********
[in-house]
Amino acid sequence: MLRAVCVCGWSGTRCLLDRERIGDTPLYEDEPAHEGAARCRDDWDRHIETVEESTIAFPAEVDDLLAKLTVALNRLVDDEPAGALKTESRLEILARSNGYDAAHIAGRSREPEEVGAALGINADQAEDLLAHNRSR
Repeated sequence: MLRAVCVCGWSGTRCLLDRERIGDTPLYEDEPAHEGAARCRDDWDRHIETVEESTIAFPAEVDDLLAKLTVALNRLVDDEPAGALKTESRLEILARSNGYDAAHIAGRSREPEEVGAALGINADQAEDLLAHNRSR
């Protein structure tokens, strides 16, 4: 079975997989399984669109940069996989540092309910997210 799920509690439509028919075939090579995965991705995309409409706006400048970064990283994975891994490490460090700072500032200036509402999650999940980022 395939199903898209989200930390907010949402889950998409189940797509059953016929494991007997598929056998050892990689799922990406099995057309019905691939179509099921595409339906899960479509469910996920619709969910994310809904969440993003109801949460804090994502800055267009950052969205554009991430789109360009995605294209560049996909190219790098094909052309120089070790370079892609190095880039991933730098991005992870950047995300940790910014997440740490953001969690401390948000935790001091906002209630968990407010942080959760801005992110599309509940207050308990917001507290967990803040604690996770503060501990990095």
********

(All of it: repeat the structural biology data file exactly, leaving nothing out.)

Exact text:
[in-house]
Amino acid sequence: MLRAVCVCGWSGTRCLLDRERIGDTPLYEDEPAHEGAARCRDDWDRHIETVEESTIAFPAEVDDLLAKLTVALNRLVDDEPAGALKTESRLEILARSNGYDAAHIAGRSREPEEVGAALGINADQAEDLLAHNRSR
Repeated sequence: MLRAVCVCGWSGTRCLLDRERIGDTPLYEDEPAHEGAARCRDDWDRHIETVEESTIAFPAEVDDLLAKLTVALNRLVDDEPAGALKTESRLEILARSNGYDAAHIAGRSREPEEVGAALGINADQAEDLLAHNRSR
């Protein structure tokens, strides 16, 4: 079975997989399984669109940069996989540092309910997210 799920509690439509028919075939090579995965991705995309409409706006400048970064990283994975891994490490460090700072500032200036509402999650999940980022 395939199903898209989200930390907010949402889950998409189940797509059953016929494991007997598929056998050892990689799922990406099995057309019905691939179509099921595409339906899960479509469910996920619709969910994310809904969440993003109801949460804090994502800055267009950052969205554009991430789109360009995605294209560049996909190219790098094909052309120089070790370079892609190095880039991933730098991005992870950047995300940790910014997440740490953001969690401390948000935790001091906002209630968990407010942080959760801005992110599309509940207050308990917001507290967990803040604690996770503060501990990095």